We do not condone gambling. Except where it’s legal, but even then, bet with your head, not over it. That’s what the commercials tell us, anyway. But if you enjoy following sports lines for non-monetary, recreational purposes (and who doesn’t like that more than wagering money, areweright??), then there’s probably no more fascinating sport to watch than college football, where lines can vary from straight-up to, in rare cases, over 50 points. Oh, and everywhere inbetween. It makes even the most laughable of blowouts interesting.
But then there’s situations like what we’ve got in Gainesville. The defending champion Florida Gators open their season with perennial whipping boys Charleston Southern, who annually appear on a I-A schedule or two, only to get destroyed by about eight touchdowns. Florida, though, is not your ordinary team, and they’re notorious for running up the score in early games. So to that end, the USA TODAY has, essentially, predicted one of the worst beatings of the decade and made it the line for the game.
As the WIZ OF ODDS writes, the line on the game is Florida… -73:
Danny Sheridan of USA Today has made Florida a 73-point favorite in its Sept. 5 opening game against Division I-AA Charleston Southern. It’s believed to be the largest pointspread ever for a college football game.
Las Vegas normally doesn’t post lines on games involving Division I-A teams playing I-AA opponents for obvious reasons. It’s simply not a fair fight. I-A teams are allowed to have 85 players on scholarship, I-AA teams only 63. There are a myriad of other reasons, but Sheridan occasionally puts a number on such a game.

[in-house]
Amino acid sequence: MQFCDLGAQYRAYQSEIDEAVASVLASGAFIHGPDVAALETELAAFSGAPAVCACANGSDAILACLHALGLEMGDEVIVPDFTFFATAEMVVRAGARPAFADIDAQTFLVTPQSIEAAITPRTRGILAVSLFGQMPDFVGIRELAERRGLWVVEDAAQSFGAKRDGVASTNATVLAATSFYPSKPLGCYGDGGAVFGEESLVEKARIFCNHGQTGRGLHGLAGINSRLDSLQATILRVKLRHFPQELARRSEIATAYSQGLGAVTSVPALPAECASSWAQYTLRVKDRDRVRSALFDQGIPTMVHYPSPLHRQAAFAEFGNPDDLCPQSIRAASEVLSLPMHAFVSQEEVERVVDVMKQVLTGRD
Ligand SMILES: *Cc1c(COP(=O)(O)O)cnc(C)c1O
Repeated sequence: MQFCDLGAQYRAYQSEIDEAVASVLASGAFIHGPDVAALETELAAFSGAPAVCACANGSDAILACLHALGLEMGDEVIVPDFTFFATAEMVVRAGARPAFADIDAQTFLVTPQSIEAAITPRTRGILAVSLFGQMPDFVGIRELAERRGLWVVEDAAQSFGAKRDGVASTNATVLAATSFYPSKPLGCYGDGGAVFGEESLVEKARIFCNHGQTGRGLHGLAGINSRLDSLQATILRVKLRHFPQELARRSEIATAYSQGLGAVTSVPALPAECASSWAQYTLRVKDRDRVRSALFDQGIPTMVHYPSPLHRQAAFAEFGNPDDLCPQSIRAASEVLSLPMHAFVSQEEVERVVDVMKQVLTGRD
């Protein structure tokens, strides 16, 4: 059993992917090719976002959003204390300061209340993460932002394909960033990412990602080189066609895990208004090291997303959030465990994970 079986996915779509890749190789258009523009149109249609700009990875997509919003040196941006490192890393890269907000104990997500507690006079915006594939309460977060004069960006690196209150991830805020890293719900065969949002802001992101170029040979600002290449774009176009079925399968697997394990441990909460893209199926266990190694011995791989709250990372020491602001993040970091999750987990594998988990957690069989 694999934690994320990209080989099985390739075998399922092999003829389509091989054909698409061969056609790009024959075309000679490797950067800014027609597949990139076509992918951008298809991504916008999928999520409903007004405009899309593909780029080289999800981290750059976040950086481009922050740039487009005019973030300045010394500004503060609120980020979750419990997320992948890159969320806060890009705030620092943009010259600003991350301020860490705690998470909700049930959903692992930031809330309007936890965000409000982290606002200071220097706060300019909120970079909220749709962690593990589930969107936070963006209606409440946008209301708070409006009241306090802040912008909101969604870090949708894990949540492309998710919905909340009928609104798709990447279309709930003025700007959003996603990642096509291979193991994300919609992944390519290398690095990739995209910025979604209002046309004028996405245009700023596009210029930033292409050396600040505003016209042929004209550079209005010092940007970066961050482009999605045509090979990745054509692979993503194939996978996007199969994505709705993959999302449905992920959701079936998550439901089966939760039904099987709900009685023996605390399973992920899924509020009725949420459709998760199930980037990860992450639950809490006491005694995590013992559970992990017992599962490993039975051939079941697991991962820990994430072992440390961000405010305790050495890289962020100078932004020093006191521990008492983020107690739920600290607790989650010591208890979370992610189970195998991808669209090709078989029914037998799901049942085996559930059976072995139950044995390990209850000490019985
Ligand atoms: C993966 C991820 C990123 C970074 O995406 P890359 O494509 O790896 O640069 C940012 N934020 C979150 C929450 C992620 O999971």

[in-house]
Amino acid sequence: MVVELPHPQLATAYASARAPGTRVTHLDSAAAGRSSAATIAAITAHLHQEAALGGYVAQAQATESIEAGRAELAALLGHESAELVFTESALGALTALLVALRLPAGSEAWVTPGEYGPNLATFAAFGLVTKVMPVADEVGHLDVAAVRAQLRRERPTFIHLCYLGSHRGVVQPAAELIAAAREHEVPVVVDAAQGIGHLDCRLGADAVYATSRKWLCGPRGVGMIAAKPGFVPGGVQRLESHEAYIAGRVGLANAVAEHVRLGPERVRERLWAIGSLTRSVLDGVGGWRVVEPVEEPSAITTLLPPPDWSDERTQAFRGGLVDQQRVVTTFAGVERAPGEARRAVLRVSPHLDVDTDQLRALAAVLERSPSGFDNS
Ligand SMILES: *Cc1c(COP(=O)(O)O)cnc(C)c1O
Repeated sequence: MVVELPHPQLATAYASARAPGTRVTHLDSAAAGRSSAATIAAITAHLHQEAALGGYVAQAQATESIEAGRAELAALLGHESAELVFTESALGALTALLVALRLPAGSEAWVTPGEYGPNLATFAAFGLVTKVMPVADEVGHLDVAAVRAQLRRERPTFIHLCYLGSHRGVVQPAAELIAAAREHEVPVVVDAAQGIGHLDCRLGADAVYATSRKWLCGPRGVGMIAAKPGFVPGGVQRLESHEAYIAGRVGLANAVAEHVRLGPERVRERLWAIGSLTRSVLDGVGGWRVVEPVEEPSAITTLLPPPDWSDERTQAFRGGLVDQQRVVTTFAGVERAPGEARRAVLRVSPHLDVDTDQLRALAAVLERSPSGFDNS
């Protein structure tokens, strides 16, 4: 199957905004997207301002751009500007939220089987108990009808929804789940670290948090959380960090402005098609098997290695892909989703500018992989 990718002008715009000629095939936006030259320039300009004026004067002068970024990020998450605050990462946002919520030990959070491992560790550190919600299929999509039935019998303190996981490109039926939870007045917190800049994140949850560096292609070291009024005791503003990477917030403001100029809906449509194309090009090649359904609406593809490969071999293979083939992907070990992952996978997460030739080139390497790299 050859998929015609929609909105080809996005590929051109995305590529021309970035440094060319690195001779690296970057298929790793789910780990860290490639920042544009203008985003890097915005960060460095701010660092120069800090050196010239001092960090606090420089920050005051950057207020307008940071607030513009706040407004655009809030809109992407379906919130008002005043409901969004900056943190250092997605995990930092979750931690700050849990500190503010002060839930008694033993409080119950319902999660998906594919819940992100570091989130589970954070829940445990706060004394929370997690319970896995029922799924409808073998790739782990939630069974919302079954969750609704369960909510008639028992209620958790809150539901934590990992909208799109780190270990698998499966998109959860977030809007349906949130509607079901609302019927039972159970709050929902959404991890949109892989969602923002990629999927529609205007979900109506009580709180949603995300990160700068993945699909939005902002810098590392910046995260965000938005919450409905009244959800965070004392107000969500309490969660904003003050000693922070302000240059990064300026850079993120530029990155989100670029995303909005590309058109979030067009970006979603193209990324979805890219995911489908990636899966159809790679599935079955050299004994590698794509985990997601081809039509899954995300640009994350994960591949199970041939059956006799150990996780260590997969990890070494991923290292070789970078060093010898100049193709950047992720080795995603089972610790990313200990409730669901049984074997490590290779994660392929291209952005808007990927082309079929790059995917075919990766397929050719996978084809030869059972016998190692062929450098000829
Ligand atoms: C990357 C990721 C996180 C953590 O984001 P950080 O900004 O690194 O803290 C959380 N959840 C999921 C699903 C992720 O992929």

Yes, 73 points. Ten touchdowns and a field goal more than the other team… just for a push.
Mind you, Florida has scored more than 73 points once in the modern era of college football. That came near the end of the Steve Spurrier Era in 1997, an 82-6 erasure of Central Michigan. Other than that, you’ll have to go back a few more years for a 73-7 squeaker against then-hapless (and still hapless!) Kentucky back in 1994. They’ve played a generous amount of I-AA teams since then, but usually Florida calls off the dogs early enough to keep the margin respectable. And by that we mean in the 50s and 60s.
The rest of the Wiz’s article is boilerplate populist nonsense about wanting to overpunish schools for playing I-AA games. To wit, and you may want to hold your nose:
It’s also time for the Bowl Championship Series put a strength-of-schedule component with teeth in its formula.
These issues impact you, the fan. Aren’t you tired of paying higher prices for tickets and getting less? And if you want decent seats, you have to give money to the alumni association. All this in the worst economic crisis since the Great Depression. What are you getting in return? Charleston Southern?
College football has become nothing short of a scam, with coaches making millions of dollars and abusing fan rights by scheduling creampuff opponents in order to 1) go to a bowl game and 2) get another year on a rollover contract. Athletic directors, whose employment is often tied to the success of the football program, simply play along.
There are a litany of logical fallacies at work here, so many that it wouldn’t even be worth the five hours it would take to fisk it properly. Just know that if somebody tries to make an argument along the lines of “this industry which has trouble making enough money has figured out a way to do so, but I object because it’s not interesting enough for my job,” you may freely ignore them without missing anything of merit.
It’s good busiiness for teams to schedule I-AA opponents, even if the games are snoozers. There are worse things in the world than watching 2 1/2 quarters of Directional Butt State getting clobbered by a BCS team, then getting out of the stadium early and beating the traffic to the bar, after all.